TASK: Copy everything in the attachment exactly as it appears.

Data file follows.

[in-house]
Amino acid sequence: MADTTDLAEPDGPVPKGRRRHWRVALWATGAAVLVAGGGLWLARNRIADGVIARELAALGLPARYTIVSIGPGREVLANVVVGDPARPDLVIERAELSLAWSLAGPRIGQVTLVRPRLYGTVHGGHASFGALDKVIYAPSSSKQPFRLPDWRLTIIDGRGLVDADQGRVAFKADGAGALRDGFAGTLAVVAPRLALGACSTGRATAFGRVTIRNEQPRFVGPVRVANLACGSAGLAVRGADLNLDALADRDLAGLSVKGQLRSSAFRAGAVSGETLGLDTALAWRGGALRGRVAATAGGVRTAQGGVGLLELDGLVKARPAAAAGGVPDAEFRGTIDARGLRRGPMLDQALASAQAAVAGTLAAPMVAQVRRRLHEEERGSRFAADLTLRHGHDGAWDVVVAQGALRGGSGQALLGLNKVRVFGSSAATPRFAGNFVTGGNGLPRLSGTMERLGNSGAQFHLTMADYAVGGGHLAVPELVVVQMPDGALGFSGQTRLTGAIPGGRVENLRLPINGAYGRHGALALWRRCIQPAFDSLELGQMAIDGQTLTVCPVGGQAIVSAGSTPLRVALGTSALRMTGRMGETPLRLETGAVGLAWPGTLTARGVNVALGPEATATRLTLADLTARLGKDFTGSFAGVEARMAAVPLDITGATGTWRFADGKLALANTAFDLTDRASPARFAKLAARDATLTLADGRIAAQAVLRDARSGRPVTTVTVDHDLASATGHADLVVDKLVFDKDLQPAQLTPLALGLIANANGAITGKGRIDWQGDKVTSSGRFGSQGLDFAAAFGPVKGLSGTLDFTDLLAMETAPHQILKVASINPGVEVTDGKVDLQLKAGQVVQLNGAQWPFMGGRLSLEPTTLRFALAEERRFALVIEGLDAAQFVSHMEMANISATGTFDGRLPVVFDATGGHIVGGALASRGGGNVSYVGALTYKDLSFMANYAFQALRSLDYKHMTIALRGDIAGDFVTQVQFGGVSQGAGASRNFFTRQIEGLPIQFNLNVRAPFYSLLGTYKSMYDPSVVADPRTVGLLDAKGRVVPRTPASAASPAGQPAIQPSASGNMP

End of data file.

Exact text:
[in-house]
Amino acid sequence: MADTTDLAEPDGPVPKGRRRHWRVALWATGAAVLVAGGGLWLARNRIADGVIARELAALGLPARYTIVSIGPGREVLANVVVGDPARPDLVIERAELSLAWSLAGPRIGQVTLVRPRLYGTVHGGHASFGALDKVIYAPSSSKQPFRLPDWRLTIIDGRGLVDADQGRVAFKADGAGALRDGFAGTLAVVAPRLALGACSTGRATAFGRVTIRNEQPRFVGPVRVANLACGSAGLAVRGADLNLDALADRDLAGLSVKGQLRSSAFRAGAVSGETLGLDTALAWRGGALRGRVAATAGGVRTAQGGVGLLELDGLVKARPAAAAGGVPDAEFRGTIDARGLRRGPMLDQALASAQAAVAGTLAAPMVAQVRRRLHEEERGSRFAADLTLRHGHDGAWDVVVAQGALRGGSGQALLGLNKVRVFGSSAATPRFAGNFVTGGNGLPRLSGTMERLGNSGAQFHLTMADYAVGGGHLAVPELVVVQMPDGALGFSGQTRLTGAIPGGRVENLRLPINGAYGRHGALALWRRCIQPAFDSLELGQMAIDGQTLTVCPVGGQAIVSAGSTPLRVALGTSALRMTGRMGETPLRLETGAVGLAWPGTLTARGVNVALGPEATATRLTLADLTARLGKDFTGSFAGVEARMAAVPLDITGATGTWRFADGKLALANTAFDLTDRASPARFAKLAARDATLTLADGRIAAQAVLRDARSGRPVTTVTVDHDLASATGHADLVVDKLVFDKDLQPAQLTPLALGLIANANGAITGKGRIDWQGDKVTSSGRFGSQGLDFAAAFGPVKGLSGTLDFTDLLAMETAPHQILKVASINPGVEVTDGKVDLQLKAGQVVQLNGAQWPFMGGRLSLEPTTLRFALAEERRFALVIEGLDAAQFVSHMEMANISATGTFDGRLPVVFDATGGHIVGGALASRGGGNVSYVGALTYKDLSFMANYAFQALRSLDYKHMTIALRGDIAGDFVTQVQFGGVSQGAGASRNFFTRQIEGLPIQFNLNVRAPFYSLLGTYKSMYDPSVVADPRTVGLLDAKGRVVPRTPASAASPAGQPAIQPSASGNMP